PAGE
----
6. What is the Dow’s earnings history? What's the average long-term earnings growth rate?
7. What were the best/worst 10 or 20 years in stock market history?
8. What is the cheapest the market has ever been? Where would the Dow be now if it were valued that cheaply?
9. Does it matter when I buy? If so, when is a good time to buy, and when is not so good?
10. After a market peak, what is the longest it has taken to regain that level? (I call these long flat periods “periods of disinterest.”)

Al's Stock Market Analysis Model (click to enlarge)

Model breaks out 1990's bull market returns into earnings, dividends, p/e change
Stock Market Analysis Model

Analyzing the Bull Market From 1994 to 1999

The screenshot above (click to enlarge) shows that

Friday, December 19, 2008

My Favorite Personal Finance Books

Every once in a while someone asks me to recommend some good books on personal finance. Here are some of my favorites.

General Personal Finance Books

These books cover the waterfront: budgeting, insurance, buying a house, investing, retirement planning, wills -- you name it.
Making the Most of your Money Now, by Jane Bryant Quinn.  This book covers everything; that's why it's over 1000 pages.  A great reference, best used to investigate specific topics as they become priorities.
Wealth Odyssey, by Larry Frank. A short (about 100 pages), but effective, overview. A good introduction that's especially good for those with limited financal backgrounds.

Basic Books About Investing

The Four Pillars of Investing: "This down-to-earth book lays out in easy-to-understand prose the four essential topics that every investor must master--the relationship of risk and reward, the history of the market, the psychology of the investor and the market, and the folly of taking financial advice from investment salespeople." Barnes & Noble review. That about says it. A really good

Friday, December 12, 2008

What's a Model?


I recently updated my blog description and the “About This Site” post to include the word “models.” What, you may ask, is a model?

From Dictionary.Com:
a simplified representation of a system or phenomenon, as in the sciences or economics, with any hypotheses required to describe the system or explain the phenomenon, often mathematically.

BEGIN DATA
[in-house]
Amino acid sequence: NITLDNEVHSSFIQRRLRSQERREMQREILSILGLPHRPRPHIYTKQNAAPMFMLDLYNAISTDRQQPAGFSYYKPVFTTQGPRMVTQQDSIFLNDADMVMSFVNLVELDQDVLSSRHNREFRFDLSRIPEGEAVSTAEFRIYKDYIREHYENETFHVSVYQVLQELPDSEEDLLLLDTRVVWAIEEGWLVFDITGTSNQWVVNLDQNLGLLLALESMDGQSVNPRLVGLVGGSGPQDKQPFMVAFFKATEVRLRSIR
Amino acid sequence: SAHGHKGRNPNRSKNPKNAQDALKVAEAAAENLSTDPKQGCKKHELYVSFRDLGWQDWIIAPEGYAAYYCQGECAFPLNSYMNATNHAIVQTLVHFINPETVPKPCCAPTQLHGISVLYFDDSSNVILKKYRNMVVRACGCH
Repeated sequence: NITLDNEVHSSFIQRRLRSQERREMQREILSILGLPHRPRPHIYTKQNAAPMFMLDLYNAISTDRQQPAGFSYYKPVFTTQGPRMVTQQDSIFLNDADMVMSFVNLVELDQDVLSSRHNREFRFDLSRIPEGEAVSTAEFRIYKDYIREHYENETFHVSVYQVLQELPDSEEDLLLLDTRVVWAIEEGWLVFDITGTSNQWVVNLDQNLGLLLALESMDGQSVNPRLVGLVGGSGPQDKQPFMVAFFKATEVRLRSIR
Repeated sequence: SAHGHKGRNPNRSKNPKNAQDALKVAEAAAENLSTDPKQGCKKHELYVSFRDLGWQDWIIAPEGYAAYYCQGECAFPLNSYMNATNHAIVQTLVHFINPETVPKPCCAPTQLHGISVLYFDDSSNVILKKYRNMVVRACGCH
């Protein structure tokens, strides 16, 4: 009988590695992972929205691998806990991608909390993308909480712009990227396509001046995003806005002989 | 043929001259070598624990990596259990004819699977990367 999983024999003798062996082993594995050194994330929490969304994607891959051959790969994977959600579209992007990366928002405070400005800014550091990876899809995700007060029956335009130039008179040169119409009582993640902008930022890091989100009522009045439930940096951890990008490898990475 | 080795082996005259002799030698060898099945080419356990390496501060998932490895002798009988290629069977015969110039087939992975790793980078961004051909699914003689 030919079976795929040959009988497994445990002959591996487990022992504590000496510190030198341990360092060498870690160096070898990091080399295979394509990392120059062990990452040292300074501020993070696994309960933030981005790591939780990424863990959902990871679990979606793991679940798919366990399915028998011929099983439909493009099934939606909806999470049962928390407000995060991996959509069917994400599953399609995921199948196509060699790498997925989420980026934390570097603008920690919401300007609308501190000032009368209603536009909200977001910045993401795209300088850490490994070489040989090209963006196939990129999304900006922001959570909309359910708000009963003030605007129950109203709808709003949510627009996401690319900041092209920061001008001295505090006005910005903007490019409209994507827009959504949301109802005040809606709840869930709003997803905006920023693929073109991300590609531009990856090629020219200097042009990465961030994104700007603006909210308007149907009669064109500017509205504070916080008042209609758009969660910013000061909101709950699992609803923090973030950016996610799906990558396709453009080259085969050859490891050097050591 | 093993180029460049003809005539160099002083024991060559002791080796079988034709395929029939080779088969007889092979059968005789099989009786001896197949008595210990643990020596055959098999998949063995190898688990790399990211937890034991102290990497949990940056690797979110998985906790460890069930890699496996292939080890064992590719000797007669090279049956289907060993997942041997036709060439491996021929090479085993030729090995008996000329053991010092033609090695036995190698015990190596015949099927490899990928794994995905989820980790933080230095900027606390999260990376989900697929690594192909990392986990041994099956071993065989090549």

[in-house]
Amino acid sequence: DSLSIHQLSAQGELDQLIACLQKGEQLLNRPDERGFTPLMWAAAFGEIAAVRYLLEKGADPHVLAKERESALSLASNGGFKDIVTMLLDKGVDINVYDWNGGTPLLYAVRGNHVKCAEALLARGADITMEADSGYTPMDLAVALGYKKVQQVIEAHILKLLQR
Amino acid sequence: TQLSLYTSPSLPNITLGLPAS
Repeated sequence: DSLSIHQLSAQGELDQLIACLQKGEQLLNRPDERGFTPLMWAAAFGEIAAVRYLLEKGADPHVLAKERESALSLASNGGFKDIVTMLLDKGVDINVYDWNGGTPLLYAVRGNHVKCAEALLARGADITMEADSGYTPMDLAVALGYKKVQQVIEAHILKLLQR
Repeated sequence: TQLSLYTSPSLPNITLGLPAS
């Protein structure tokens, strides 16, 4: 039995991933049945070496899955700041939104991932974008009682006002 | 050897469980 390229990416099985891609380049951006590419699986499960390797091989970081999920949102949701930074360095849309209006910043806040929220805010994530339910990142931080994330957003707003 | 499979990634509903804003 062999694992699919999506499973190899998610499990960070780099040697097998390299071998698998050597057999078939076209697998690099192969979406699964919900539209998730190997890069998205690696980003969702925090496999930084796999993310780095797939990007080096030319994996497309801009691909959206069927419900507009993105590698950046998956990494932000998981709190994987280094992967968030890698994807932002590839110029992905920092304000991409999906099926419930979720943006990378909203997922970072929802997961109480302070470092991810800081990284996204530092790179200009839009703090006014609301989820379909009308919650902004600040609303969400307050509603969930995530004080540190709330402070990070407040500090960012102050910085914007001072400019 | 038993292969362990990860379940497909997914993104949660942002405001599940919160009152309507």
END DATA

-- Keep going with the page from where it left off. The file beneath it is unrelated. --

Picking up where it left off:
Got it? For example, I think of physics as a model of certain physical phenomena. Some decades ago, I often described a model as something used instead of something else, which replicates the important aspects of that “something else” for your purposes. Point being, that whether “A” is a good model of “B” depends on your objectives. One of my favorite examples was mannequins. For a tailor, a mannequin is a very good model of a young lady. In some ways, mannequins might even be better than the real thing – they don’t get tired, it doesn't hurt when you stick them with a pin, etc. However, as a thirty-something year old man, I found them a totally inadequate substitute for my purposes.

Often, mathematical models allow you to analyze the behavior of whatever you are modeling in ways that would be impractical in real life. For instance, with the proper model, you could model how a plane would behave in a crash and save yourself the expense of actually crashing planes. Closer to home, a budget is a model of your finances. So, you could examine how buying that Porsche you saw the other day would affect your finances without actually spending the money. Better to find out on paper that buying it is a bad idea than having to learn the hard way.

Models are very useful tools for analysis and planning, two things that I enjoy doing, and building them is an exercise in design (which I enjoy as well). Modeling ties three of my passions together.

Anyway, this is just a heads up that I will be posting models from time to time. For a very simple example, see the stock market spreadsheet referenced in one of my earlier posts.

p.s. For those readers who have been wondering why I haven’t posted in over three weeks, it’s because I’ve been hard at work developing a model that I will be posting soon.